thank her and say good bye properly. 




Freshman Class- Front (L-R): Bill Lizor. Phil Hancock. Rachael Cantelli, Sara Rieder. Kyle 
Gooch, Nick Latta, Second (L-R): Cynthia Mullen. Alicia Stickel. Lonaine Oxender. Tara 
McCartney. Liz Sheppard. Emily Ames. Scott Bennett. Adrienne Mertz. Jennifer LaCroce. 
Back (L-R): Monica Morman, Jennifer LaMora, Lisa Pitrolo. Mugambi Kajogo. Evelyn 
Chojnachi. Andrew Sleeth, David Hardin. 




Special Activities Committee- Front (L-R): Allsa Lively. Tiffany Meely Back (L-R): Chris 
Long. Chad Burdette, Paul Chevalier. 



Groups 1 1 11 




Omicron Delta Kappa- Front (L-R): Kevin Wiliiams, Emily Hopta. Franki Parsons Sonja 
Kemps. Tara Carey. Second <L-R): Maryann Wolfe, Ailason Gates. Kristi Lawrence, Maryanne 
Warneke. Chett Pritchett, Jay Martin, Sarah Warehime. Back (L-R): Georgia Hughes, Terry 
isher, Jenna Piper, Jennifer Mafioney. Protima Advani, Janelte Willey. 



Kappa Pi- Front (L-R): Scott Kyle, Toria Avigliano, Tara Burdock. Second (L-R): Christina 
Littler, FSicole Smith, Leah Dillenback. Sara Shawger, Alicia Ankrom. Back (L-R): Amy Poole, 
Austin Boyd. Sean Maher, Travis Thompson. Stefan Selvoski, Andrew Jones. 



The inaugural year of Wesleyan's Outdoor Recreation 
Program proved to be a great success with students, as 
every trip of the whole year sold out within days of being 
announced. The program offered something for all nature 
lovers. Jared Luteran, head of the program, the year started 
with a hiking trip to Seneca Rocks with the Stockert Youth 
Center. College students and 
youngsters from the community 
were able to enjoy the beautiful 
view together from high atop 
Seneca Rocks. The next trip was 
Whitewater rafting down the 
New River, where roughly thirty 
students enjoyed the adventur- 
ous afternoon jaunt down the 

rapids. In late October, Dr. Rossbach lead a group of stu- 
dents on a nature walk/hike at Spruce Knob, the highest 
point in West Virginia. 

November 1, 1998 was a beautiful sunny day, perfect for 
horseback riding in the New River Gorge on a scenic over- 
look trail. The cold temperatures of mid-November meant it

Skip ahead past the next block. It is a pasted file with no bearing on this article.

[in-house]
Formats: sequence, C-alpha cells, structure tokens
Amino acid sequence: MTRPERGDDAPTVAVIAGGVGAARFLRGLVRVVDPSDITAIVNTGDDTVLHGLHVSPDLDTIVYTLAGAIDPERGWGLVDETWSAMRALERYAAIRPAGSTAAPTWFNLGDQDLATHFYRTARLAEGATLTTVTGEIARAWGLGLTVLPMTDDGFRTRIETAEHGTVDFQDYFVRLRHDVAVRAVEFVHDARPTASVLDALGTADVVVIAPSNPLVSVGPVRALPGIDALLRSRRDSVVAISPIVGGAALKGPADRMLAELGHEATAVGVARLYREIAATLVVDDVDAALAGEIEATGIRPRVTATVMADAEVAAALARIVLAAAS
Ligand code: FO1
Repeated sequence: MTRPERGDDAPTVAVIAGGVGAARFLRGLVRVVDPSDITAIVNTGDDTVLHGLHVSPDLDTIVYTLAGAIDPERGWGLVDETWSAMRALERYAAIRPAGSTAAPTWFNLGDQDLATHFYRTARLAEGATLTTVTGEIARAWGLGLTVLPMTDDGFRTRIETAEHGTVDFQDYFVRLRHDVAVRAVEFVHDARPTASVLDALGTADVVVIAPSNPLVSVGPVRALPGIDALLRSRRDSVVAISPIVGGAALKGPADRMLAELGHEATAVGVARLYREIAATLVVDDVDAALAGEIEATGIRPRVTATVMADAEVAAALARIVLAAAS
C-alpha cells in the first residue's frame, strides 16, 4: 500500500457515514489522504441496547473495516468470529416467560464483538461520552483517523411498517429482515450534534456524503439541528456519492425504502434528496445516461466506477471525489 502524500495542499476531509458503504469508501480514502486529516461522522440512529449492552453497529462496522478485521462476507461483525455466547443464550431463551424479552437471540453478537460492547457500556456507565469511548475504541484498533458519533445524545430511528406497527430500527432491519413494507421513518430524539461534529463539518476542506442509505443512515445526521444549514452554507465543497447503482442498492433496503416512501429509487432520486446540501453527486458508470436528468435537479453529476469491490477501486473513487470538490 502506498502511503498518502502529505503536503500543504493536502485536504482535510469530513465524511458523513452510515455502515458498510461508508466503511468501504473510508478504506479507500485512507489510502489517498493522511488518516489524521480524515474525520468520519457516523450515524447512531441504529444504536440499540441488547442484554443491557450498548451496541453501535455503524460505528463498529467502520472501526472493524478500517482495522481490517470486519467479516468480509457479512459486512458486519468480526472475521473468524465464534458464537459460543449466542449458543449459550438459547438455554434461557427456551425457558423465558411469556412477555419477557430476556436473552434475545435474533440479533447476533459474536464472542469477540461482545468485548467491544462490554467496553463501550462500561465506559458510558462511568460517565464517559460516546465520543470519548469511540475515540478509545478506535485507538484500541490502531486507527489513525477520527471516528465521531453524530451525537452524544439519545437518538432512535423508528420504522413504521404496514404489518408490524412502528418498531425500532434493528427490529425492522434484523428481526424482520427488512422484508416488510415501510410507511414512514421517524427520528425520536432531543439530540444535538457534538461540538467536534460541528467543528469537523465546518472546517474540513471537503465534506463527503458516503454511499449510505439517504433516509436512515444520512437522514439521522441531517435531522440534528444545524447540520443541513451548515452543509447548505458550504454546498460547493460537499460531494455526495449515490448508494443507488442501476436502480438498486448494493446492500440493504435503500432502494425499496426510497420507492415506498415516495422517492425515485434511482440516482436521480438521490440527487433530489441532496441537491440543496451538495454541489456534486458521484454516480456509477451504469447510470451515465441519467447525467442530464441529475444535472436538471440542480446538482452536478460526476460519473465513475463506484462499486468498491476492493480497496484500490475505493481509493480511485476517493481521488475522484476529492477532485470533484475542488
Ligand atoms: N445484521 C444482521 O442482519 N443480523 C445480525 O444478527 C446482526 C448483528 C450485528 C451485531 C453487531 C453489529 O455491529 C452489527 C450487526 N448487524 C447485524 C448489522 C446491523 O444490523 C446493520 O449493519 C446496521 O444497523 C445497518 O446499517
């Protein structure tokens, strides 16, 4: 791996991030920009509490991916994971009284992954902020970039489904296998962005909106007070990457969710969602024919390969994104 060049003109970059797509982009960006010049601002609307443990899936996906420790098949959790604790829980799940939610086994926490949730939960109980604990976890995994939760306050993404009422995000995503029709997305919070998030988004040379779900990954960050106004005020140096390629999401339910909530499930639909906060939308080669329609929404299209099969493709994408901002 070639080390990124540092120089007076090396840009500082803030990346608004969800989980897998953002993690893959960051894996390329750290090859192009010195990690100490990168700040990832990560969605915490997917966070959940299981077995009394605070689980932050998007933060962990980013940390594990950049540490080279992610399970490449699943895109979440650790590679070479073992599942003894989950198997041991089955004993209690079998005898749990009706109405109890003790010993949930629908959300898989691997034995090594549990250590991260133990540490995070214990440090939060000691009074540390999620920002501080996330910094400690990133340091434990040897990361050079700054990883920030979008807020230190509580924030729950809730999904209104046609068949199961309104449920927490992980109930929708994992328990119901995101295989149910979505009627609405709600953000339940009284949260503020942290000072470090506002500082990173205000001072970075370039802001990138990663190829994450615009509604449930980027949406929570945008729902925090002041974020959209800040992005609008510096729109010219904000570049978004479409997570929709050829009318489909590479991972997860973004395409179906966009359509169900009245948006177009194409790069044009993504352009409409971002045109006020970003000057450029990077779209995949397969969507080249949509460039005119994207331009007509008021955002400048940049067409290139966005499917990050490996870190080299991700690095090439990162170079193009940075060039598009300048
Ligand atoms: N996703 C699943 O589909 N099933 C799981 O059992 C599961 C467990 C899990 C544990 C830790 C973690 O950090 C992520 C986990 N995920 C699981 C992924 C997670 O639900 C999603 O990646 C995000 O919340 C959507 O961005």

Outdoors 



was time to go underground, approximately 350 feet under- 
ground! Scott Hollow Cave in Mystic Springs made for an 
extreme 6 1/2 hours of caving with 70 foot drops, and 
crystal blue spring lakes. The winter snow of January made 
it perfect for weekend getaways to Canaan Valley Ski Resort 
and day trips to Timberline Ski Resort during J-term. In 

March, the students spent a 
weekend in some beautiful cha- 
lets in Minden, WV where they 
rode horses, went hiking, and 
did some fishing. The spring rain 
and snow run off in April meant 
it was time for another adven- 
ture in the rapids with some Whi- 
tewater rafting down the New 
River. Finally, the year finished off with a camp- 
ing/climbing/rapelling trip in the New River Gorge. 

Luteran hopes next year will be just as exciting for outdoor 
fun and insures that there will be plenty more excursions for 
the outdoor expert or nature novice. 




Alpha Lamda Delta- Front (L-R): Jeff Kulinsky. Sarah Omdorff, Amanda Goins, Amber 
Close, Megan Walker, Melissa Clarke, hicole Smith, Katie Hillenbrand. Back (L-R): Amy 
.Sencindiver. Scott Kyle, Lora Hott, Christy Dawes. Joshua Barker, hikki Bode. Alisha Kiocek. 
Angie Klug. 



Beta Beta Beta- Front (L-R): Kelly VanFossen. Kari Dickey. Sarah Warehime. Ami Zatawski, 
Manssa Dye. Amy Thorp. Back (L-R): Jennifer Garrett. Courtney Sill, Carl Shrader. Jenna 
Piper. Angela Steve. Ailason Gates. 





Phi Kappa Phi- Front (L-R): Sonja Kemps. Georgia Hughes. Terry Fisher. Kimberly Untc. 
Back (L-R); Tara Hoitgrewe. Maryanne Wameke. Jandle Willey. 



Gamma Sigma Alpha- (L-R): Tara Carey. Georgia Hughes, Samantha Stokes. Jason Martin. 




Psi Chi- Front (L-R): Lori Wooddell. Heather ZaltRewski. Colleen Lenihan. Tara Hoitgrewe. 
Helen Lewis. Back (L-R): Su2anne Yaramishyn. Teresa Mirkovich. Carrie Shannon. Ja'me 
Tenney. Georgia Hughes. Joanne Sciiade. 



"...in the night time, in the dark 
there, in all the sleeping silence of 

the earth have we not heard the 

river, the rich immortal river, full ot 

its strange dark time?" 

-From OF TIME AND THE RIVER 
by Thomas Wolfe 

The theme for the 1 948 Murmurmontis 
was "Changes in Time." Staffers used 
this poem by Thomas Wolfe to 
introduce each of their sections. 



Groups 



113 




Benzene Ring- Front (L-R): Tara Holtgrewe, Stacy Molan. Mandy Snodgrass. Back (L-R): 
Lora Holt, Josh Barker. Carl Shrader, Jenna Piper, Sarah Orndorff. 



Physics/Engineering Club- Front (L-R): Dr. Jeff Dunne, Andy Aurelio, Joshua Keave, Jane 
Schelbe. Jen Morris, Mick Graham, Ryan Rusiski. Back (L-R): Dr. Joseph Wiest, David Brown, 
Dr. Bert Popson, Parag Chitnis, David Hartley, Jay Martin, 



Below: SAI sisters Amy Thorpe and Amanda Eakle share a bonding moment at their winter formal. 
Amy is Amanda's big sister in the sorority. The sisters of Sigma Alpha lota host a music formal every 
winter for any student involved with a musical group. Right: Sigma Alpha lota President Jenna Piper 
discusses todays plans with Dr. Berkely Price, Dr. Price is the newest faculty member in the music 
department, but he has already become involved with the many music organizations including SAI, 





The Name Game 

People often ask, "Where did tiie yearbook get its 
name?" 

Here is the answer... Murmurmontis stands for mur-